Graduate Outcomes feature in Government’s HE Green paper

Tuesday, November 3, 2015
The UK Government has just released its Higher Education Green Paper “Fulfilling our Potential: Teaching Excellence, Social Mobility and Student Choice”, BIS/15/623. This is a wide ranging consultation, but there are interesting aspects of it that will drive a greater focus on graduate employability and career paths after graduation. Why? Because it is recognised that employers want highly skilled graduates who are ready to enter the workforce; and that the country needs people with the knowledge and expertise to help us compete at a global level.

The foreword by Jo Johnson MP, Minister of State for Universities and Science states: “While employers report strong demand for graduate talent, they continue to raise concerns about the skills and job readiness of too many in the graduate labour pool. Recent indications that the graduate earnings gap is in decline, and that significant numbers of graduates are going into non-graduate jobs, reinforce the need for action.”

So what is proposed? A Teaching Excellence Framework (TEF) – a mechanism to identify and incentivise the highest quality teaching to drive up standards in higher education, deliver better quality for students and employers and better value for taxpayers. One of the aims of the TEF is to help employers to identify and recruit graduates with the skills they require by providing better and clearer information about courses and degree outcomes.

Here are some statements from the consultation that put the proposals into context.

  • Demand continues to be strong for employees with high level skills; over half of the 14.4 million jobs expected to become vacant between 2012 and 2022 are in occupations more likely to employ graduates[1]. However, at least 20% of graduates are not working in high skilled employment three and a half years after graduation[2], and most employers of STEM graduates are concerned about shortages of high quality applicants[3].
  • More needs to be done to ensure that providers offering the highest quality courses are recognised and that teaching is valued as much as research. Students expect better value for money; employers need access to a pipeline of graduates with the skills they need; and the taxpayer needs to see a broad range of economic and social benefits generated by the public investment in our higher education system.
  • The average graduate is expected to earn comfortably in excess of £100,000 more over their working life compared to someone with only 2 or more A-Levels, the graduate earnings premium is less evident for many and non-existent for some. At least 20% of graduates are not working in high skilled employment three and a half years after graduation[2].
  • Information about the quality of teaching is also vital to UK productivity. In an increasingly globalised world, the highest returns go to the individuals and economies with the highest skills. However, the absence of information about the quality of courses, subjects covered and skills gained makes it difficult for employers to identify and recruit graduates with the right level of skills and harder for providers to know how to develop and improve their courses. For example, the Association of Graduate Recruiters (2015) found that almost a quarter of employers had open vacancies because they couldn’t find the right skills in the most recent graduate cohort[4].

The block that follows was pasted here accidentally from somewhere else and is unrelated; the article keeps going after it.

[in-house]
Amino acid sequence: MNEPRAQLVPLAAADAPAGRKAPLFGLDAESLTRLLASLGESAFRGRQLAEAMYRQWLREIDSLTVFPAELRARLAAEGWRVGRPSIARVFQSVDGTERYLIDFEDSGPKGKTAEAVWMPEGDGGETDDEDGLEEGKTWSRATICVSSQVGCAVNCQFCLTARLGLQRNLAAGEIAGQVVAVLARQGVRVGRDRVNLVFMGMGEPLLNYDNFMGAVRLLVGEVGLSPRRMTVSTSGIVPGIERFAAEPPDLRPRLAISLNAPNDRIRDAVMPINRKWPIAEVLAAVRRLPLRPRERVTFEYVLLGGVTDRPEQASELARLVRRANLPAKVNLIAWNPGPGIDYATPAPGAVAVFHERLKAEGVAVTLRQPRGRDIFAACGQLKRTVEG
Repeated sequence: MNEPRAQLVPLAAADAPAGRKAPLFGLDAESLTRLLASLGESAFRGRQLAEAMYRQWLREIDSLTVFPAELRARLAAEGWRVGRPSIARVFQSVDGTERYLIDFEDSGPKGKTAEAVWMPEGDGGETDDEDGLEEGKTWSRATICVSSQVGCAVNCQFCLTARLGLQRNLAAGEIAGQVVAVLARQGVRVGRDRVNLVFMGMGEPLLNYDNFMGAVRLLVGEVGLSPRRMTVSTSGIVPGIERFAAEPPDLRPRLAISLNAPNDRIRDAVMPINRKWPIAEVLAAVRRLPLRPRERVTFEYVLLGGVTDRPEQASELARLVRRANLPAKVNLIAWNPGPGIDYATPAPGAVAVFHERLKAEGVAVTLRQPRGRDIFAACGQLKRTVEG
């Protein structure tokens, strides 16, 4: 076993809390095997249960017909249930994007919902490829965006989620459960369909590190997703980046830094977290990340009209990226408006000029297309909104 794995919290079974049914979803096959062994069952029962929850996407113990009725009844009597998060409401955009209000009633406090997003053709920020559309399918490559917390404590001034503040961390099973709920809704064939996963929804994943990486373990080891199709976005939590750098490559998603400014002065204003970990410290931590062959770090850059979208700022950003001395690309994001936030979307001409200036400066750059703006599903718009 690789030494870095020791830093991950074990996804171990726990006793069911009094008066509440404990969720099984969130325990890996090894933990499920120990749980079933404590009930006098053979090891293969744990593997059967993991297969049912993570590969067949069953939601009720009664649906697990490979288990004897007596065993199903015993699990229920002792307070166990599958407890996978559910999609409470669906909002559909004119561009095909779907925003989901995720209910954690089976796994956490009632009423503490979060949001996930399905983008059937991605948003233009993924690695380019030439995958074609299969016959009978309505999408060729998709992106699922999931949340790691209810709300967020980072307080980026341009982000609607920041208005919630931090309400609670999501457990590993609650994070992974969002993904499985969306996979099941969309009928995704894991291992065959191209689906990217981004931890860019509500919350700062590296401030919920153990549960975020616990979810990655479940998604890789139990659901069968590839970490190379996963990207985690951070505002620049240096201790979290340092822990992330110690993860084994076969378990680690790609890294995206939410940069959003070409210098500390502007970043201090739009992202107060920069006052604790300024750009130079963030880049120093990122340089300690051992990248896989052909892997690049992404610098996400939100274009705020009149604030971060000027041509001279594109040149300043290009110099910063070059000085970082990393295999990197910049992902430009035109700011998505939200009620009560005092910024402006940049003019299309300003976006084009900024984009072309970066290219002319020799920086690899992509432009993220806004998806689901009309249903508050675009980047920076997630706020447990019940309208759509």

And why is this really important to employers? As the consultation says in para.14 “TEF should also prove a good deal for employers and the taxpayer. The aim is to improve the teaching that students receive, which in turn should increase their productivity and help them secure better jobs and careers. It should enable employers to make more informed choices about the graduates they recruit, providing better understanding of the range of skills and knowledge they bring from their course, and deliver graduates who are more work ready following an active engagement in their studies. With higher returns, more graduates will be able to pay back more of their loans, reducing the amount that needs to be subsidised by the taxpayer in the longer term. This is on top of the benefits to taxpayers from having a stronger economy powered by a higher skilled workforce.”

For more on the consultation go to:

Dr Deborah Watson, Director, Gradsouthwest Ltd.

[1] UKCES Working Futures 2012-2022 report –
[2] Longitudinal Destinations of Leavers from HE 10/11 –

[3] Understanding Employers’ Graduate Recruitment and Selection Practices – BIS research report 231, forthcoming publication

[4] “Mind the skills gap –whose responsibility is it?” (NCUB, 2015)